The union representing hundreds of striking Nabisco workers has reached a tentative agreement with the snack giant’s parent company as work stoppages in several states, nationwide boycotts and protests entered a second month.
The strike spread to Nabisco facilities in five states, as workers reached a breaking point amid factory closures, concerns over outsourcing to Mexico, and changes to pay, schedules and healthcare coverage that workers and unions say have undermined their labour, all during the coronavirus pandemic that has seen a “snack boom” with record profits.
Workers called for a product boycott, drawing widespread public attention, including from actor Danny DeVito, who called his Twitter followers to support workers “striking for humane working hours, fair pay, outsourcing jobs”.
“NO CONTRACTS NO SNACKS,” he wrote.
US Senator Bernie Sanders also announced his support for striking workers.
“If Nabisco can rake in billions of dollars in corporate profits, they can afford to treat their workers with dignity and respect,” he said on 18 August.
Mondelez briefly threatened legal action against the union, which was hit with a cease-and-desist notice for interrupting the company’s operations.
The union reached a “tentative agreement” on a new contract on 14 September, according to Anthony Shelton, president of the Bakery, Confectionery, Tobacco Workers and Grain Millers International Union.
Local union chapters will vote on the contract after it is presented to members “in the coming days”, he said.
“I want to thank and commend all of the members of the bargaining committee for their many, many hours of extremely hard work to reach this tentative agreement,” Mr Shelton said in a statement. “As always in our Union, the members will have the final say on the contract.”
Support Nabisco workers striking for humane working hours, fair pay, outsourcing jobs.
NO CONTRACTS NO SNACKS
— Danny DeVito (@DannyDeVito) August 18, 2021
This year, Mondelez closed Nabisco facilities in Georgia and New Jersey, where the company’s decades-old bakeries employed roughly 1,000 workers combined.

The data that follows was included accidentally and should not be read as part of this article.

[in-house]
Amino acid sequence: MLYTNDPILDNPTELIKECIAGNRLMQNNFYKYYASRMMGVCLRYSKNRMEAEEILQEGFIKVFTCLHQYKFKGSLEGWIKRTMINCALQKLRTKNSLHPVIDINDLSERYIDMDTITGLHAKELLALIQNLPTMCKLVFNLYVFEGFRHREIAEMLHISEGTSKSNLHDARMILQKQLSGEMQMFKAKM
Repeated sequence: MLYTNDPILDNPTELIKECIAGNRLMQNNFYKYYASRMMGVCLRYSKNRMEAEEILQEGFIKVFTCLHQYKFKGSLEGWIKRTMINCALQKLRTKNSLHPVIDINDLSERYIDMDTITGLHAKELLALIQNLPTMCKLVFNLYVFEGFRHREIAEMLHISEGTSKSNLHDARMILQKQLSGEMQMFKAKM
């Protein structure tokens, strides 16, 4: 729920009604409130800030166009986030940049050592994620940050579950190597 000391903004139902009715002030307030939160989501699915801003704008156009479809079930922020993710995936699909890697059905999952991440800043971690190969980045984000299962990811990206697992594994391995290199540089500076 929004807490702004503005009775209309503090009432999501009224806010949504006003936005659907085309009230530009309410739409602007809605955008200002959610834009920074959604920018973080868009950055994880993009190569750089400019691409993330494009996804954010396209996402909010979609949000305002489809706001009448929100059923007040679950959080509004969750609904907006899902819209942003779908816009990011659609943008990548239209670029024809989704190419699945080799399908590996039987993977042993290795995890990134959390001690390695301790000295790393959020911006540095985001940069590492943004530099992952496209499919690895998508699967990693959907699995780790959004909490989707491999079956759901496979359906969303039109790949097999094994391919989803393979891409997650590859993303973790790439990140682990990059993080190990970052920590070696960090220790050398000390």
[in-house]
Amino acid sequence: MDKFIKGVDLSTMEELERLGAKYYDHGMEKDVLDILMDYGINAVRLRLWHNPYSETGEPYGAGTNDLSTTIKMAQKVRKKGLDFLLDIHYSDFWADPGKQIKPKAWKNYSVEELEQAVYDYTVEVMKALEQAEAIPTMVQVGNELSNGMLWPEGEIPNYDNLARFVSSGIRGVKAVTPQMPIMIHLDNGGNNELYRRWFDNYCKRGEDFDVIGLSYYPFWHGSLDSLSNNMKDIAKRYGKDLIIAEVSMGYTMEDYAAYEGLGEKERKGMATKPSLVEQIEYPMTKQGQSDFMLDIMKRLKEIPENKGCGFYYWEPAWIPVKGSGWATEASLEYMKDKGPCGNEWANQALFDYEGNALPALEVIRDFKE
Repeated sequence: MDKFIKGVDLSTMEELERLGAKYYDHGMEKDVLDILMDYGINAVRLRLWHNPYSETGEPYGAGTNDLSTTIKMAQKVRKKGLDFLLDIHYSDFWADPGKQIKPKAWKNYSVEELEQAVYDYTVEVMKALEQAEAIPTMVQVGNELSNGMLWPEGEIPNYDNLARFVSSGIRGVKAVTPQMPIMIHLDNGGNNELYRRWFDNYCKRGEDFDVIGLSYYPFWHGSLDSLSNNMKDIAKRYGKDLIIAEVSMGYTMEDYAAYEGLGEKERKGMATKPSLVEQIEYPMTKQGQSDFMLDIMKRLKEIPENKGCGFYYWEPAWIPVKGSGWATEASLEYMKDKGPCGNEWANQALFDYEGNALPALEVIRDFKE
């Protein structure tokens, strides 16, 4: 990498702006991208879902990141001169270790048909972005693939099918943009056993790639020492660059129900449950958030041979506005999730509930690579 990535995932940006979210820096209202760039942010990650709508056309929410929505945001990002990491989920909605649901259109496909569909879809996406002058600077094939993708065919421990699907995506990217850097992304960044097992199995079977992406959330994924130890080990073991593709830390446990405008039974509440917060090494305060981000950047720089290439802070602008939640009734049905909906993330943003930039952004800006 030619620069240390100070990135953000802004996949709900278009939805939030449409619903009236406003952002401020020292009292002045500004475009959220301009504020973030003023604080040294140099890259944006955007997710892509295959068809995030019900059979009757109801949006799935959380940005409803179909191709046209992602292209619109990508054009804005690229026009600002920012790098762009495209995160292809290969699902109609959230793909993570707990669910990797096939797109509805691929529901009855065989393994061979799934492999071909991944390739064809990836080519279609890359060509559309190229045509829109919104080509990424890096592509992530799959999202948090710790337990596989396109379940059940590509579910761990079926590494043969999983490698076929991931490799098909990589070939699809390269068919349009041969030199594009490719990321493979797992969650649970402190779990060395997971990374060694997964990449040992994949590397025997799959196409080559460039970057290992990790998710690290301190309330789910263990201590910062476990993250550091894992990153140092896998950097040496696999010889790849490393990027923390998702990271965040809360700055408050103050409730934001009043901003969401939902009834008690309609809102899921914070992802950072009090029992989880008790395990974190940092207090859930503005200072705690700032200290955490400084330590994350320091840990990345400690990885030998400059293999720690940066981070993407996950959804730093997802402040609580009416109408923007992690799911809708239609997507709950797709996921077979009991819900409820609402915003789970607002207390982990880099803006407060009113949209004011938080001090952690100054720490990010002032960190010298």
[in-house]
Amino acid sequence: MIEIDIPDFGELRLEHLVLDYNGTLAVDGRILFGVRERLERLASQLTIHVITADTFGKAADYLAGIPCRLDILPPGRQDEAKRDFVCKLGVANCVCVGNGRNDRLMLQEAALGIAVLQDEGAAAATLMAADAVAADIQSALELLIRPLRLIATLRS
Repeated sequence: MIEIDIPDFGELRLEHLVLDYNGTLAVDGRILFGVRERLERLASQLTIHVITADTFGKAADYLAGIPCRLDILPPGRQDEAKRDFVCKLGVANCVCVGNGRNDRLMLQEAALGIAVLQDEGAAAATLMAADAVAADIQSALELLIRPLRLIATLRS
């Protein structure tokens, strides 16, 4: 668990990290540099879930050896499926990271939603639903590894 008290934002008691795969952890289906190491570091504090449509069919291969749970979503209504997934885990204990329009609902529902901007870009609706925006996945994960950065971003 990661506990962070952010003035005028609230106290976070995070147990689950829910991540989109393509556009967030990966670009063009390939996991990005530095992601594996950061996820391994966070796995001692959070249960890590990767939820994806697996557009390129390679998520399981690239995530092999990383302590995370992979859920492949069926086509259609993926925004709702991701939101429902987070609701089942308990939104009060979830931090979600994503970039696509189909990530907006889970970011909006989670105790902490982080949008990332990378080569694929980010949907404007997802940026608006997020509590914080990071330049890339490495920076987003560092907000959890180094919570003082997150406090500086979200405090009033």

Those shutdowns triggered concerns among workers that the company could eliminate their union jobs and move production to Mexico, after closures at a Chicago plant and a shift to production in Mexico in 2016 made headlines during that year’s presidential race.
The 2021 strike kicked off in Portland, Oregon, where more than 200 workers at a Nabisco bakery ignited a strike that spread to Illinois, Virginia, and distribution centres in Colorado and Georgia.
Workers have objected to company proposals to roll back healthcare coverage and work shifts that include 12-hour days without overtime pay.
In an offer released publicly on 31 August, Mondelez modified a work schedule proposal and offered a bonus of $5,000 per employee, annual wage increases, and a boost to the company’s matching contributions to workers’ 401k plans.
It also offered “alternative work schedules of 12-hour shifts” which would alternative three to four days a week “only on select, high-demand lines in bakeries”.
That offer expired on 7 September, and the company and union resumed in-person bargaining this week.
Mondelez said the latest agreement for new contracts has been “fully recommended by both parties”.
Union employees at the Portland, Richmond and Chicago bakeries and at distribution facilities in Aurora, Colorado, Addison, Illinois and Norcross, Georgia “will have the opportunity to vote on ratifying the new contracts in the coming days”, the company said in a statement.